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Council of Europe has new weapon in struggle to curtail human trafficking

Publisher EurasiaNet
Publication Date 13 June 2008
Cite as EurasiaNet, Council of Europe has new weapon in struggle to curtail human trafficking, 13 June 2008, available at: http://www.refworld.org/docid/4864e8daa.html [accessed 25 July 2014]
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6/13/08

The Council of Europe now has a powerful weapon at its disposal as it leads an effort to eradicate human trafficking, which the Strasbourg-based organization terms "a new form of slavery."

The Convention on Action against Trafficking in Human Beings entered into force in February. The pact is the first European initiative that is specifically designed to curtail trafficking, which has emerged as a social scourge during the post-Soviet era. "Every year, thousands of women, children and men fall victim to human trafficking, whether for sexual exploitation or other purposes, both within and beyond the borders of their own country," a CoE statement said.

Human trafficking has been steadily increasing in recent year, according to CoE Deputy Secretary General Maud de Boer-Buquicchio. "The estimated number of women [being trafficked] is growing," de Boer-Buquicchio said in a recent interview with EurasiaNet. "The only progress that we have witnessed [to date] is the fact that the issue is being publicly debated."

Starting in 2009, the convention should help reverse the existing trend, de Boer-Buquicchio believes. "I expect a different Europe to take shape," she said.

So far, 17 states have ratified the Convention and another 21 have signed it. Most individuals who become victims of trafficking in Europe are women, and almost half of those trafficked are forced to work in the sex industry. Another one-third of trafficking victims end up being used as forced laborers, according to Council of Europe estimates. Since 1991, former Soviet countries have developed into a major source of trafficked individuals. Organized criminal groups are a driving force behind trafficking, European law-enforcement officials say.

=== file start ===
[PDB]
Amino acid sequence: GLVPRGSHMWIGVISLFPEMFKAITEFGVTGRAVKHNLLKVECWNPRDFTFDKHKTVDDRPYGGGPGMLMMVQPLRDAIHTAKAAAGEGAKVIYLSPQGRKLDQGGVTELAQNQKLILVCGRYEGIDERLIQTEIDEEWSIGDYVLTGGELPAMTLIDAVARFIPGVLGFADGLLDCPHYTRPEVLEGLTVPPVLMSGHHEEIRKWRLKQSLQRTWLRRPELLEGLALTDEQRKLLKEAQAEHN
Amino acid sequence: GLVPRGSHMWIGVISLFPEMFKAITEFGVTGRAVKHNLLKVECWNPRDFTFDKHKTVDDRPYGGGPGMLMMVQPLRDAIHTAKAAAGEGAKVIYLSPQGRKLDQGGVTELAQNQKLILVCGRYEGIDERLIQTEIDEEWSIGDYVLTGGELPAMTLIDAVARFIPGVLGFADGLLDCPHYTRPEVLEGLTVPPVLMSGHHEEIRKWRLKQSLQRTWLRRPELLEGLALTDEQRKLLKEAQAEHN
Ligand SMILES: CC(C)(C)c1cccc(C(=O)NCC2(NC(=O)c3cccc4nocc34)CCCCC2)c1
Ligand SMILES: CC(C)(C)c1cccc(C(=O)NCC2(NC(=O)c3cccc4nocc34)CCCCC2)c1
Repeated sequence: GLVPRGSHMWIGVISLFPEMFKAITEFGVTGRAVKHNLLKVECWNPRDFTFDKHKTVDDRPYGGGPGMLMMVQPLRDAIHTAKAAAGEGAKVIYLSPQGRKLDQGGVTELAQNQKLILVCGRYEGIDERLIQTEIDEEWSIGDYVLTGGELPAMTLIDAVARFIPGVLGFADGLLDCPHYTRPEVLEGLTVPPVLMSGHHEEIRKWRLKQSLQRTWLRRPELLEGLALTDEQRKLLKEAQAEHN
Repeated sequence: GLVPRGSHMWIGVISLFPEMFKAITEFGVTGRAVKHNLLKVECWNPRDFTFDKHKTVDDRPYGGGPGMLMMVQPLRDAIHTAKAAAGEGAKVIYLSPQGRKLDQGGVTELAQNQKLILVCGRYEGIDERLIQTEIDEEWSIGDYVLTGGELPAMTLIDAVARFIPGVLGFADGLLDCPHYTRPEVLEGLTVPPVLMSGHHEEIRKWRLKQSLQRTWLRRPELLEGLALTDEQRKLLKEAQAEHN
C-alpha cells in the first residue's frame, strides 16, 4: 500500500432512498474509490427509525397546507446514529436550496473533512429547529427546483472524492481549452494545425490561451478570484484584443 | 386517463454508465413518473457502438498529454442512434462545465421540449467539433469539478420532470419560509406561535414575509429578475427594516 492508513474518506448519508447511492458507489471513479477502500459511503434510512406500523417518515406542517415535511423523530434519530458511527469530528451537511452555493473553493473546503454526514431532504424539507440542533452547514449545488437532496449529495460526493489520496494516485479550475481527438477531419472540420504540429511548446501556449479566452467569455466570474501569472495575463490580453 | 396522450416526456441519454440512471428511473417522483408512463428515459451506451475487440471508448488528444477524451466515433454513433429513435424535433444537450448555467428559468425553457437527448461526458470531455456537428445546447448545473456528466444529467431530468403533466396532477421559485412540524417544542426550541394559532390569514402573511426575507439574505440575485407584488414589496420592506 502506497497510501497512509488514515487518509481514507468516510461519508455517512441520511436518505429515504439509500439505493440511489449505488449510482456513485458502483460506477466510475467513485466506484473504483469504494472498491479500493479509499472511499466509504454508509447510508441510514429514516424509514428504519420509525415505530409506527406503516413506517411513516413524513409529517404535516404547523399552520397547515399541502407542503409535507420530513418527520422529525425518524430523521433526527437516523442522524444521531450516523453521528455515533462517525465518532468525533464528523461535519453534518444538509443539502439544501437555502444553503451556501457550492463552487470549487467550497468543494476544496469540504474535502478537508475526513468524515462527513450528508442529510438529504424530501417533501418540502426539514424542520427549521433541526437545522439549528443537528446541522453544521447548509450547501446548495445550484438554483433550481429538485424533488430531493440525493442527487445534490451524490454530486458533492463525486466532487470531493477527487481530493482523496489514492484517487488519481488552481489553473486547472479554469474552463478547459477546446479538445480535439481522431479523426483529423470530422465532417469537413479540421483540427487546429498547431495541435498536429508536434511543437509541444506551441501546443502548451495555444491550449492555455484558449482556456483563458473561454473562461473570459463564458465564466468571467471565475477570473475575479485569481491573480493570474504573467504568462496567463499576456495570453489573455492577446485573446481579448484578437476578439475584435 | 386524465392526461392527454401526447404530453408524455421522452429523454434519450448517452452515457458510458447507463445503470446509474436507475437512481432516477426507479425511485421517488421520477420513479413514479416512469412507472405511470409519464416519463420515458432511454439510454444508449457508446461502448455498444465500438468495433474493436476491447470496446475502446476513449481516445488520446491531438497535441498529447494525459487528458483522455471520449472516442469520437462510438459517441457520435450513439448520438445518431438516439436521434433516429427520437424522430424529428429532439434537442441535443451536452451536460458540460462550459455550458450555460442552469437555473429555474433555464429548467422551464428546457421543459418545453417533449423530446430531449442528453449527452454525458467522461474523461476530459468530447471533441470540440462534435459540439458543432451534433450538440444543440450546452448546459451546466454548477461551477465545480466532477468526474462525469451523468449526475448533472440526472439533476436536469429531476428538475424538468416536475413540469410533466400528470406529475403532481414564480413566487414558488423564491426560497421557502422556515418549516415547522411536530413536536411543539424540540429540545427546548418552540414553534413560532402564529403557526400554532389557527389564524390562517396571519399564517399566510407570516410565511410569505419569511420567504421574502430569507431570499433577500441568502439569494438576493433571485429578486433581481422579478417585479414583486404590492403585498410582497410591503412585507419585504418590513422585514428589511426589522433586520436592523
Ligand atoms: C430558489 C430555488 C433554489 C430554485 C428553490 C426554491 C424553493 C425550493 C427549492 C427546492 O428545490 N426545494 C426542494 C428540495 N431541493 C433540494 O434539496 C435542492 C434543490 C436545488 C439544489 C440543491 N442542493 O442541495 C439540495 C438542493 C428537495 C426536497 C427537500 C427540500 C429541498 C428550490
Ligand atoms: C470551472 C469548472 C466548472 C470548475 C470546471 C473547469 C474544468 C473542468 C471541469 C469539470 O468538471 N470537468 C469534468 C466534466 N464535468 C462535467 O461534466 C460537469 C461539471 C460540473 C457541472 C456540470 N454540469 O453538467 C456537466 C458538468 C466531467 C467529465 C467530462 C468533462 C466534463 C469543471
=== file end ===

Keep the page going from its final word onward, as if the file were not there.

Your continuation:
The convention, according to de Boer-Buquicchio, is "victim oriented." The pact not only seeks to protect the rights of those who have been trafficked and exploited, it seeks to encourage victims to help prosecute traffickers. Signatories of the convention are accordingly obliged to "design a comprehensive framework for the protection and assistance of victims and witnesses." As part of this provision, victims in states that have joined the convention would be eligible for medical services and psychological counseling.

Under the convention's provisions, those trafficking victims who have been forced to work in the sex industry will no longer be treated as criminals upon discovery. In addition, suspected trafficking victims will not be immediately treated as illegal immigrants, as the pact allows for a "recovery and reflection period" of at least 30 days during which "it shall not be possible to enforce any expulsion order against him or her." If a victim decides to cooperate with local prosecutors in a criminal investigation, he or she would be eligible for a renewable residence permit.

In an additional move to curtail the influence of trafficking in the European sex industry, de Boer-Buquicchio said the convention seeks to "criminalize clients who knowingly enable trafficking."

The convention also contains provision for a two-track monitoring mechanism. One body, called the Group of Experts, will track compliance. The second, a Committee of Ministers, will deal with compliance on a political level.

The convention is an outgrowth of a CoE public awareness campaign launched in 2006. Nine Council of Europe members – Azerbaijan, Czech Republic, Estonia, Liechtenstein, Monaco, Russia, Spain, Switzerland and Turkey – have so far not signed the convention.

A recent US State Department report on human trafficking placed numerous former Soviet countries on its watch list for human trafficking, including Armenia, Azerbaijan, Russia, Tajikistan and Uzbekistan. "The Government of the Russian Federation does not fully comply with the minimum standards for the elimination of trafficking; however, it is making significant efforts to do so," said the State Department report, titled Trafficking in Persons Report 2008. "Russia demonstrated no significant progress in improving its inadequate efforts to protect and assist victims." [

Posted June 13, 2008 © Eurasianet

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